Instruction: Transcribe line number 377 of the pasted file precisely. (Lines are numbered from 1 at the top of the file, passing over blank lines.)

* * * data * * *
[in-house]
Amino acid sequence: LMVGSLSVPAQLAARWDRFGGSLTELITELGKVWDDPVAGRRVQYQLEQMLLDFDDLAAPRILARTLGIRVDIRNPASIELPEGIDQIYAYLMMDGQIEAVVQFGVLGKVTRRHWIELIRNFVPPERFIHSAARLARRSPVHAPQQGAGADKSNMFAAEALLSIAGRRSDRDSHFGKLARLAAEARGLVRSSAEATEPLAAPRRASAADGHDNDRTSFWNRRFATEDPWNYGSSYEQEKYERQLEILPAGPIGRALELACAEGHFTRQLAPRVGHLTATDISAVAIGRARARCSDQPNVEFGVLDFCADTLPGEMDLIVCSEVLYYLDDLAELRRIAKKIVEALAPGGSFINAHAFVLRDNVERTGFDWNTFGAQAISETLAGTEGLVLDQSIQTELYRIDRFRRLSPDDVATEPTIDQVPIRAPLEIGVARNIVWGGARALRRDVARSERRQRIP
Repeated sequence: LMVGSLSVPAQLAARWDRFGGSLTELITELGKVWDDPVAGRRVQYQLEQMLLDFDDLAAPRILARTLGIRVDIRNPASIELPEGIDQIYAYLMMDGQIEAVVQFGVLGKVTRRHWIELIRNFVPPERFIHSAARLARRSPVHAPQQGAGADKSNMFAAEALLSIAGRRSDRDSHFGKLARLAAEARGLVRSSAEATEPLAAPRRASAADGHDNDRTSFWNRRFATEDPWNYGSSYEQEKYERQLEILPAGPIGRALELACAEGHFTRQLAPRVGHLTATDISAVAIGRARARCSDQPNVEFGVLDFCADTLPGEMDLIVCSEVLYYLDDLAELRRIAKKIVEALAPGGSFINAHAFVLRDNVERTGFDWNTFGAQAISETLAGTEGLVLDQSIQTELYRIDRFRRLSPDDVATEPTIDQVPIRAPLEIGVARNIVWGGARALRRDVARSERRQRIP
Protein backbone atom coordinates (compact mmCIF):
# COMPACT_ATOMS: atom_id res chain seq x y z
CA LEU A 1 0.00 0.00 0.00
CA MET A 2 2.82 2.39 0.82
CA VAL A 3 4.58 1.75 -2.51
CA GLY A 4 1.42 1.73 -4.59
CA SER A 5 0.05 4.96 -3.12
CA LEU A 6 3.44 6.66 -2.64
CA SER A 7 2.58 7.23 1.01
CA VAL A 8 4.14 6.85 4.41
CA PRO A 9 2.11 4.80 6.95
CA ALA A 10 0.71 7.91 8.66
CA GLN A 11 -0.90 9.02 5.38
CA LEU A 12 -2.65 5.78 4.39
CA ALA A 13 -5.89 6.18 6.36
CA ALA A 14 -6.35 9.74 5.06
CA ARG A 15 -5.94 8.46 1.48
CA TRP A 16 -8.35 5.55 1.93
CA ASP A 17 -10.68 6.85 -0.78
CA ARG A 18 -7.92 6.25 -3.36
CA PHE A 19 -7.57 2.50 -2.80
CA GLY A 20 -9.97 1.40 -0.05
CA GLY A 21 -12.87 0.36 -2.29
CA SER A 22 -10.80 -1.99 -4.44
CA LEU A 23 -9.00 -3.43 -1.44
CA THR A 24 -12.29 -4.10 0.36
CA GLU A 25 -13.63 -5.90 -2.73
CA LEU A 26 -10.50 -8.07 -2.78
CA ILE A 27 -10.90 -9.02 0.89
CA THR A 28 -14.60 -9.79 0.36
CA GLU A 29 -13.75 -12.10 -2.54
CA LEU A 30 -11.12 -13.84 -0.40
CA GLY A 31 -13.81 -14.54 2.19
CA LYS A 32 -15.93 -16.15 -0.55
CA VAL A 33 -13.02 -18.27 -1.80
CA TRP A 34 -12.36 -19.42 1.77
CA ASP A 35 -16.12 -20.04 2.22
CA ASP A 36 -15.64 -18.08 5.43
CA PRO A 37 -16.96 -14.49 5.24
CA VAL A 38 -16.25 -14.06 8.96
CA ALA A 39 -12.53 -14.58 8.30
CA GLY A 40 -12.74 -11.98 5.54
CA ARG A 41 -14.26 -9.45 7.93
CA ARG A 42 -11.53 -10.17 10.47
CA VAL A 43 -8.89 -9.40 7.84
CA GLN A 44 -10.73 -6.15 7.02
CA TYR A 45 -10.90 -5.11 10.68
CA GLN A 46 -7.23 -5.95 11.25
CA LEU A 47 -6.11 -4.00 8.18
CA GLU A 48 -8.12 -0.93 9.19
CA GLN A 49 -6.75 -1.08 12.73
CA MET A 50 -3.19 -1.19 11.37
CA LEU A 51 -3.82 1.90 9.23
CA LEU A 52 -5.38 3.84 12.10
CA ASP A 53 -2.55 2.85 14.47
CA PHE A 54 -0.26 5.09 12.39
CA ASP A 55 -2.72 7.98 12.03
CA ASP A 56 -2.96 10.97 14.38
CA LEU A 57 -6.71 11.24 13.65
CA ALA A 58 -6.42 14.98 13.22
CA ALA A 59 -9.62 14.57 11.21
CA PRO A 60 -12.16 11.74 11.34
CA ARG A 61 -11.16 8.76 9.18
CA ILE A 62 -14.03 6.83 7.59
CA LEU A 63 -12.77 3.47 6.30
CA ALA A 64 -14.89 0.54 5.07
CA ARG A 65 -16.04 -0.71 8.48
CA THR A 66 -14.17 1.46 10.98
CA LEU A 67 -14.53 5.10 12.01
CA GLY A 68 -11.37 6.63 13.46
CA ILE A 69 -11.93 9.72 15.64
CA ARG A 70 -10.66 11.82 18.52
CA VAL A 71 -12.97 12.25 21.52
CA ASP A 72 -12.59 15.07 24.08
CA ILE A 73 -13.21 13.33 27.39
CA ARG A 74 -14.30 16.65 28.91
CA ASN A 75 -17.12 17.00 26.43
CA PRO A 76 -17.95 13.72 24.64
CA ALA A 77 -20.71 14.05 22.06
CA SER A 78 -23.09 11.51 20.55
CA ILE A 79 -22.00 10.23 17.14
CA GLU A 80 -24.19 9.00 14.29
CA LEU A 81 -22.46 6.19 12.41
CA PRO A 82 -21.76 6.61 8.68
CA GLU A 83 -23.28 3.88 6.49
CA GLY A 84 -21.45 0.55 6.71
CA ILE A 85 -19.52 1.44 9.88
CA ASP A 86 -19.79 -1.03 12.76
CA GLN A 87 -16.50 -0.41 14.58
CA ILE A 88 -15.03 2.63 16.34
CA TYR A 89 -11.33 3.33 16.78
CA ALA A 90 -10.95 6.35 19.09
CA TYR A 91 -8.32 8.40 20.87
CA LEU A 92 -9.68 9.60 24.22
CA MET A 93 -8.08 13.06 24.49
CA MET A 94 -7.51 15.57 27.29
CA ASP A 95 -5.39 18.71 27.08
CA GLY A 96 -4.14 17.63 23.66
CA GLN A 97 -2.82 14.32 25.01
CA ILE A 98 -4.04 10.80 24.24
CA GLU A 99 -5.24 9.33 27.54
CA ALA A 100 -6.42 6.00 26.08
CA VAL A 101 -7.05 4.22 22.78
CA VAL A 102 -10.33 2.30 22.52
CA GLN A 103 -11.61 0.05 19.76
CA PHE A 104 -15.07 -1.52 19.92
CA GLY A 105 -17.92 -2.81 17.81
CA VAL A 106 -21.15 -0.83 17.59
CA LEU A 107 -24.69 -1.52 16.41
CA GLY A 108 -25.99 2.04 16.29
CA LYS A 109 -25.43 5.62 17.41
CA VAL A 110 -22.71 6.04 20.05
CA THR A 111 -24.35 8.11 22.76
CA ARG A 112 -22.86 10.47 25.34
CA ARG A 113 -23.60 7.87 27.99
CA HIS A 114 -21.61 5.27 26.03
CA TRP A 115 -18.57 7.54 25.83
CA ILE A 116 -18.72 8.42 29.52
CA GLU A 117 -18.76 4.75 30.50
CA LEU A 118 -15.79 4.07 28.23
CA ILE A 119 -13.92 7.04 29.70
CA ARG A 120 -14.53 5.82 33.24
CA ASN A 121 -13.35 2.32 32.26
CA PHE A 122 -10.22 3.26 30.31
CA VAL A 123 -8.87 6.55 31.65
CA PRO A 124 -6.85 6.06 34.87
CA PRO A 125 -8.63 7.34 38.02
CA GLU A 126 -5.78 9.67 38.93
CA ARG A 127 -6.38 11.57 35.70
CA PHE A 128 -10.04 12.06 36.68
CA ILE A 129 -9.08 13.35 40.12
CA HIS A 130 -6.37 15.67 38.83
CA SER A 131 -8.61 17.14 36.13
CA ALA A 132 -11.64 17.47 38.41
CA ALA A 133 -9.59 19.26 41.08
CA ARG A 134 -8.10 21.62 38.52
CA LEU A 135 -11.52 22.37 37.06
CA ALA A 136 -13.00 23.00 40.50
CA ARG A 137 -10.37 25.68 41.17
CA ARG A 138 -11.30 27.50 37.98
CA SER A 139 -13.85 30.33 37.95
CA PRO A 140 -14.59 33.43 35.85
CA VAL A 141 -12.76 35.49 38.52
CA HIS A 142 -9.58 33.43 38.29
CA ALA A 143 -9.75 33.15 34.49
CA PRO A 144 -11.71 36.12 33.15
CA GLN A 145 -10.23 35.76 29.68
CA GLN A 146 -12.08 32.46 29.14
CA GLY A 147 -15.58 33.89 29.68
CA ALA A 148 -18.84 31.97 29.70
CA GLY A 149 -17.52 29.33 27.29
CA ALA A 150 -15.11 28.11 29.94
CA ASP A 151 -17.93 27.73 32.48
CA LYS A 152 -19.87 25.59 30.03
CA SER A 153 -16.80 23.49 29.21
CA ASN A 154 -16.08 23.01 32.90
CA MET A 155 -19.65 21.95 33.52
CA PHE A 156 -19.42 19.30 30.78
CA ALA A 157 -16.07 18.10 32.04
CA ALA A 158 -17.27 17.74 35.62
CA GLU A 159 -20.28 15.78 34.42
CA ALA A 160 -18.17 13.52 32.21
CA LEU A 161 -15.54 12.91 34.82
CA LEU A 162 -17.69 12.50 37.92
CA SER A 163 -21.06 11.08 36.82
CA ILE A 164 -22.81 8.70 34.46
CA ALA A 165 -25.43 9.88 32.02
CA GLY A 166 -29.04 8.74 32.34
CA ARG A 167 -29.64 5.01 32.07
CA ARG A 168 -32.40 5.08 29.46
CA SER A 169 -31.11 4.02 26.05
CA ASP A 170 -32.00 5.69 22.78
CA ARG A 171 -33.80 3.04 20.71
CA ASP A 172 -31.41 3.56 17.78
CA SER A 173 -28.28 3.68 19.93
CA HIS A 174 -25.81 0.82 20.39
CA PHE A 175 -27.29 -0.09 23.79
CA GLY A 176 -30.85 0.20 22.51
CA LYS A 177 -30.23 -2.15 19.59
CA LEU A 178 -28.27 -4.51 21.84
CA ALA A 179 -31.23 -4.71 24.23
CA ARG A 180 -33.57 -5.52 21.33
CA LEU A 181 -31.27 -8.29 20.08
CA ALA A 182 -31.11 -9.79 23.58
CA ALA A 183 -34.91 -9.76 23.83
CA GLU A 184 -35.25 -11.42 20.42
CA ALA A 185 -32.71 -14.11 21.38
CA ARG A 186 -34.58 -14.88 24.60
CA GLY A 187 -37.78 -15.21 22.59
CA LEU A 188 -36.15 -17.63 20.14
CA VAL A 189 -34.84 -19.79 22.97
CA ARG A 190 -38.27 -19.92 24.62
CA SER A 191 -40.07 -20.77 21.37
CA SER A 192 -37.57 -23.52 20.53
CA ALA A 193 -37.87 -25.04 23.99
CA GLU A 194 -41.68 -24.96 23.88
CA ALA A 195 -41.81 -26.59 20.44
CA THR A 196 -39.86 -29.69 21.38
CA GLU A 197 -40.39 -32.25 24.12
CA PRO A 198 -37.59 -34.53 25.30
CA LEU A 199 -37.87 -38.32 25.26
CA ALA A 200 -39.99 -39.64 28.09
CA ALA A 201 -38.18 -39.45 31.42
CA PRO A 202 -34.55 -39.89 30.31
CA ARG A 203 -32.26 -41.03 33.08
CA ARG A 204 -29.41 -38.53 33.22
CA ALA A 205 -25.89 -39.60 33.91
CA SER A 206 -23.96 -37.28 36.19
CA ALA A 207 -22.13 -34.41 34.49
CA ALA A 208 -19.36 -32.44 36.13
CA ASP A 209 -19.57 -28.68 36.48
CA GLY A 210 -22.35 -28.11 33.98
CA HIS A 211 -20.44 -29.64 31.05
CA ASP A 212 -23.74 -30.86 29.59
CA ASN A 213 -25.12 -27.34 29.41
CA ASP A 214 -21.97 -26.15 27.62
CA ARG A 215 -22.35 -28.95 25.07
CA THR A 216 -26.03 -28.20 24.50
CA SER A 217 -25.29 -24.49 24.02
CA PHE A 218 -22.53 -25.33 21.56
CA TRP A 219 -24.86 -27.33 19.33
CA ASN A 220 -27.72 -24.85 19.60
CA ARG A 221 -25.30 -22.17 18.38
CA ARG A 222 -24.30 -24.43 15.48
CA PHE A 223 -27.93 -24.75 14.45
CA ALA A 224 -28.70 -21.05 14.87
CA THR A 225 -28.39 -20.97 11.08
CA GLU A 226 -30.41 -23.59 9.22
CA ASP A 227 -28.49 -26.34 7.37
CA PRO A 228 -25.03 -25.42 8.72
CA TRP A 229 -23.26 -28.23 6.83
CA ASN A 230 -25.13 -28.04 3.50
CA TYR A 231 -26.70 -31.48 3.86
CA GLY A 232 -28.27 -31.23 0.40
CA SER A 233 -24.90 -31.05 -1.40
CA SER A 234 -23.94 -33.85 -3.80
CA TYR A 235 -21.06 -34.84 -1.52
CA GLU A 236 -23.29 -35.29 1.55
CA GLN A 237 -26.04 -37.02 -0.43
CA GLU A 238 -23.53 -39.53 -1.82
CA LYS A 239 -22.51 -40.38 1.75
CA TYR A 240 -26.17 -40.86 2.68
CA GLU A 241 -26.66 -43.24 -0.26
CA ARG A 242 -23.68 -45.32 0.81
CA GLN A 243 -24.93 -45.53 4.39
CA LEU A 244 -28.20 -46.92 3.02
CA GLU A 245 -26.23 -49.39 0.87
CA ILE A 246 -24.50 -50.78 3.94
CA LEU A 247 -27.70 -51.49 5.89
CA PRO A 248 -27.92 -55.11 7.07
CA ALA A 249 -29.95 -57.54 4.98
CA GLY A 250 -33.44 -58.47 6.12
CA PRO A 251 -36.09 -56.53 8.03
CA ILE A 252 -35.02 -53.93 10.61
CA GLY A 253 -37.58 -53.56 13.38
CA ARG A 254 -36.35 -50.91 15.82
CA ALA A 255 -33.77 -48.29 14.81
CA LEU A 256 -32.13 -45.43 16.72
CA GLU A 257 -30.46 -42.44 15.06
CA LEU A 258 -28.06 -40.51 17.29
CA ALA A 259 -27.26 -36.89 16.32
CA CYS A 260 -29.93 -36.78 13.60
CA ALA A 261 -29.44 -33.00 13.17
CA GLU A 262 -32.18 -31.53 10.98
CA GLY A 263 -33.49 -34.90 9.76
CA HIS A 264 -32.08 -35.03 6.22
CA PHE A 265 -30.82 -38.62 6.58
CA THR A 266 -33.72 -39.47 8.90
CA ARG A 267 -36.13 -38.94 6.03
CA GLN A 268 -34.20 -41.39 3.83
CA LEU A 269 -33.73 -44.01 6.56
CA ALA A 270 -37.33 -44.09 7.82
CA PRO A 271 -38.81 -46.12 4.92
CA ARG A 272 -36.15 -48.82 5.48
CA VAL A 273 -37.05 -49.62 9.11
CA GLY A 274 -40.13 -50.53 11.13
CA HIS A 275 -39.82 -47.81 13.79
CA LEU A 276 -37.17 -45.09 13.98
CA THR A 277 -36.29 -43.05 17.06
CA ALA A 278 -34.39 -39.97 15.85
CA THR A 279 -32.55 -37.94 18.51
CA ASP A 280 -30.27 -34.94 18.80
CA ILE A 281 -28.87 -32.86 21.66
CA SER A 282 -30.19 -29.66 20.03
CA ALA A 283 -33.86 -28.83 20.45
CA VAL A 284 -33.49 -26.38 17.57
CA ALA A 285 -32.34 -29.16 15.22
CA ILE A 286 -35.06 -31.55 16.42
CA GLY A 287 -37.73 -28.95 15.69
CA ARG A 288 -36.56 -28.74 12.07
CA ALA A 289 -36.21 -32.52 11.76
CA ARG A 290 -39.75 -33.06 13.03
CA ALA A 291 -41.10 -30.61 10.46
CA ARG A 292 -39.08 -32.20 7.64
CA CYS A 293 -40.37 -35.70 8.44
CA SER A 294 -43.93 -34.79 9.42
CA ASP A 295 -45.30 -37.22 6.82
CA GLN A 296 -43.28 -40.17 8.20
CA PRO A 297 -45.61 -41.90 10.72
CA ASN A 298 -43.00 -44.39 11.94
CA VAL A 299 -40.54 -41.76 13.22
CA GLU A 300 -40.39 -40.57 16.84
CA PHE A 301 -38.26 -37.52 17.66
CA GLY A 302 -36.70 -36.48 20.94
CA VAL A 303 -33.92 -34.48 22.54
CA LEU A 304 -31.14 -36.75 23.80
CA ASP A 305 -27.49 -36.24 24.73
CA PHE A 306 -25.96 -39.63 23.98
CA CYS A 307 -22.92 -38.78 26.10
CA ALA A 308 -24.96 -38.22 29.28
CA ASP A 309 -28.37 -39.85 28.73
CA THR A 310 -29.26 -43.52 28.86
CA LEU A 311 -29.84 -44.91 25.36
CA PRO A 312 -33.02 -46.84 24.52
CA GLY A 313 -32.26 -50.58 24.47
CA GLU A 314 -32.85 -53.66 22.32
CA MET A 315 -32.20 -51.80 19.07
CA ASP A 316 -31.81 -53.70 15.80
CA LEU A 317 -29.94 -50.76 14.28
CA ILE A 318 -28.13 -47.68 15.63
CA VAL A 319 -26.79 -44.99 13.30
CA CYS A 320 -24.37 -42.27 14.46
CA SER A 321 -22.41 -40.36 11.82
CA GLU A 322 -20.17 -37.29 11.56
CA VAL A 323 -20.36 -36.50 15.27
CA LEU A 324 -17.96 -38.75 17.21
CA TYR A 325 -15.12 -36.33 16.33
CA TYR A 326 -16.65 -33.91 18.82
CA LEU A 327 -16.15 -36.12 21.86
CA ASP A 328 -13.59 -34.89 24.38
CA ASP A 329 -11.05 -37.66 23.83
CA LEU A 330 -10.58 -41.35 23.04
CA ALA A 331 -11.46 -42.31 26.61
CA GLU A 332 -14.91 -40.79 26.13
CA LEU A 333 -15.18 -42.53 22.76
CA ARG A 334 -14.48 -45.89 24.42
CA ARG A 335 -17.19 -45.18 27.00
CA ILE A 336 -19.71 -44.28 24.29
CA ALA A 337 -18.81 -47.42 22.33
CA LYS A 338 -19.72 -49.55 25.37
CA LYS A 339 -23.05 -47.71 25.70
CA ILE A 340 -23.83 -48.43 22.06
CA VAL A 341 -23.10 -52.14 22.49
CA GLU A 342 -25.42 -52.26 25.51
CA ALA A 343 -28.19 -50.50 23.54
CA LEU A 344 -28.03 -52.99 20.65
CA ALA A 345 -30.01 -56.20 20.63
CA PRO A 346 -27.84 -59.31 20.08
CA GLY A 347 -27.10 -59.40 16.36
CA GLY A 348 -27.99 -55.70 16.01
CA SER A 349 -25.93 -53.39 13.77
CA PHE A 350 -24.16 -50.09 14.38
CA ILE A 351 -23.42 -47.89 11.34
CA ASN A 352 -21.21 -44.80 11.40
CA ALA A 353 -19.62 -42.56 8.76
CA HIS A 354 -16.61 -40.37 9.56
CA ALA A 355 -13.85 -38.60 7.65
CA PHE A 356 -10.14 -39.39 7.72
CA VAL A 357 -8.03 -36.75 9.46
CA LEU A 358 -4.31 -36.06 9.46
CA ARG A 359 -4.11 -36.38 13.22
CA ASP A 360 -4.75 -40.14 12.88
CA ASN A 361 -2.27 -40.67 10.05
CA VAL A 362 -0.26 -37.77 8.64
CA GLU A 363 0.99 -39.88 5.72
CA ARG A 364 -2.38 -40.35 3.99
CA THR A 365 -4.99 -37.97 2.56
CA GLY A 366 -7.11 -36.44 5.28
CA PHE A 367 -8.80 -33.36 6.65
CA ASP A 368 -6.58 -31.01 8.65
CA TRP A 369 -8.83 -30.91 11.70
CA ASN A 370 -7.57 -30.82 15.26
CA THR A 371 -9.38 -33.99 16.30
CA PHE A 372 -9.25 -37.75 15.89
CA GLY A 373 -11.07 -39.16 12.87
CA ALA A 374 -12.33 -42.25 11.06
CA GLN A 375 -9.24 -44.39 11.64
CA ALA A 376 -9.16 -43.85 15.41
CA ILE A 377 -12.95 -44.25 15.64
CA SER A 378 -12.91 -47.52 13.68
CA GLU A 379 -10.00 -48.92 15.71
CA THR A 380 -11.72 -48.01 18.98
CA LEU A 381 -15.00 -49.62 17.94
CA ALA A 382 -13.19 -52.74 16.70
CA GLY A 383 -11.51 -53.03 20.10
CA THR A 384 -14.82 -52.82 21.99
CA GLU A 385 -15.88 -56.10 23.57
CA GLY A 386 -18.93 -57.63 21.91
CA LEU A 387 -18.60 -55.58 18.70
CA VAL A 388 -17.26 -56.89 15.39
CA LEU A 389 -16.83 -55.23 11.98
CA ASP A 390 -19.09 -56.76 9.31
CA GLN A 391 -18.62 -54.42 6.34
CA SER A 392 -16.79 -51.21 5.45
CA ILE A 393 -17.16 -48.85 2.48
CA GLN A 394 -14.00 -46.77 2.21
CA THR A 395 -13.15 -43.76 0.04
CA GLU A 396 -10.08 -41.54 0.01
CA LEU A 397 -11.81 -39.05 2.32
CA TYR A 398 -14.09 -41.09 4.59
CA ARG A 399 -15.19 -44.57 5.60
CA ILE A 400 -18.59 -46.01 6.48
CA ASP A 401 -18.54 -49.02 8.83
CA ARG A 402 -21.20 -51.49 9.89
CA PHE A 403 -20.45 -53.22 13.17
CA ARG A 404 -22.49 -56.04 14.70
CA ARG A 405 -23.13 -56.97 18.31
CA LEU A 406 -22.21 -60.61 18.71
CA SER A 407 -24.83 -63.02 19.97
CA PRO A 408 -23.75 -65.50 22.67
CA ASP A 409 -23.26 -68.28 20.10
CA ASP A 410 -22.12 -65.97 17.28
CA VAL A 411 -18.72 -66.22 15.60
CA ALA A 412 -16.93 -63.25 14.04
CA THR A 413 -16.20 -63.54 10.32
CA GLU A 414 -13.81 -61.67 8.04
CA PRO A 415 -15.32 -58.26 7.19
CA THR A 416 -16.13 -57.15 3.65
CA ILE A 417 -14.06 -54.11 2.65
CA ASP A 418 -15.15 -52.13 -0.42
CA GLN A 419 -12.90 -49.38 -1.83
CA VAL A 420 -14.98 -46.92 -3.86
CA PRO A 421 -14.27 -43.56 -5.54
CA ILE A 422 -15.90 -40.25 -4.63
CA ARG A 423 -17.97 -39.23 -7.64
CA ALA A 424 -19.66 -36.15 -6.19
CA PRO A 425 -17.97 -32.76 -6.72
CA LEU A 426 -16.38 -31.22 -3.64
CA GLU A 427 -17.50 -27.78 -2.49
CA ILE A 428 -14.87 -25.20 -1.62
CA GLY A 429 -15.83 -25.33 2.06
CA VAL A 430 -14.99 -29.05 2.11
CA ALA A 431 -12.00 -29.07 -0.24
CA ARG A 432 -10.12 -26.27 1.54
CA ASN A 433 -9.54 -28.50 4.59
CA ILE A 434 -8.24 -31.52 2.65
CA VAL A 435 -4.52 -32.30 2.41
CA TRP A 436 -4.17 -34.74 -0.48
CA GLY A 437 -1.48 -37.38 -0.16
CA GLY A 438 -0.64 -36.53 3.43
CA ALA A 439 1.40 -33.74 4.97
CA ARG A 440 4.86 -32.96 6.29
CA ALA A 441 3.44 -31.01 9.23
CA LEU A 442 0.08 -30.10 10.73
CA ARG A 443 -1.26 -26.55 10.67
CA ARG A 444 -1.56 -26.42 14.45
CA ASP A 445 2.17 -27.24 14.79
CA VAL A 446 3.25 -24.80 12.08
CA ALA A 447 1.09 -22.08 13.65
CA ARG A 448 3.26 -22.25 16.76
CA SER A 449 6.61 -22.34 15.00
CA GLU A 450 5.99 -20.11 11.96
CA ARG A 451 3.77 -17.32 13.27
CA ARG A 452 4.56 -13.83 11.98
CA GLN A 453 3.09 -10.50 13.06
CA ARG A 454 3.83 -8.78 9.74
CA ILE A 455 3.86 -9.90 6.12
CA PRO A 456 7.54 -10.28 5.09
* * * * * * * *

CA PHE A 372 -9.25 -37.75 15.89